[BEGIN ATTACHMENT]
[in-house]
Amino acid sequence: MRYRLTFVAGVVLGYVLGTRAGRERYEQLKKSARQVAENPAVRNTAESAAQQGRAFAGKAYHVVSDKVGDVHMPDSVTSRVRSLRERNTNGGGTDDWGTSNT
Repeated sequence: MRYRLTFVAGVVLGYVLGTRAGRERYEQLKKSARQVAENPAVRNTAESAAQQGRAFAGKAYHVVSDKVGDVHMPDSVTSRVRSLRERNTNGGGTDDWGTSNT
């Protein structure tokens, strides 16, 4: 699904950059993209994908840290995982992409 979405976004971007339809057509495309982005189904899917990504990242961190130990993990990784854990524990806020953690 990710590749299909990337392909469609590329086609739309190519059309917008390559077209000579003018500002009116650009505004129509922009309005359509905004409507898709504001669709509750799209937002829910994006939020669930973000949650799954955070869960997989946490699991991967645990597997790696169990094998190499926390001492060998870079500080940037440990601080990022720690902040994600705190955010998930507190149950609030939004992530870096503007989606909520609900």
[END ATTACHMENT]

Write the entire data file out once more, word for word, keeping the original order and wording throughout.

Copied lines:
[in-house]
Amino acid sequence: MRYRLTFVAGVVLGYVLGTRAGRERYEQLKKSARQVAENPAVRNTAESAAQQGRAFAGKAYHVVSDKVGDVHMPDSVTSRVRSLRERNTNGGGTDDWGTSNT
Repeated sequence: MRYRLTFVAGVVLGYVLGTRAGRERYEQLKKSARQVAENPAVRNTAESAAQQGRAFAGKAYHVVSDKVGDVHMPDSVTSRVRSLRERNTNGGGTDDWGTSNT
């Protein structure tokens, strides 16, 4: 699904950059993209994908840290995982992409 979405976004971007339809057509495309982005189904899917990504990242961190130990993990990784854990524990806020953690 990710590749299909990337392909469609590329086609739309190519059309917008390559077209000579003018500002009116650009505004129509922009309005359509905004409507898709504001669709509750799209937002829910994006939020669930973000949650799954955070869960997989946490699991991967645990597997790696169990094998190499926390001492060998870079500080940037440990601080990022720690902040994600705190955010998930507190149950609030939004992530870096503007989606909520609900």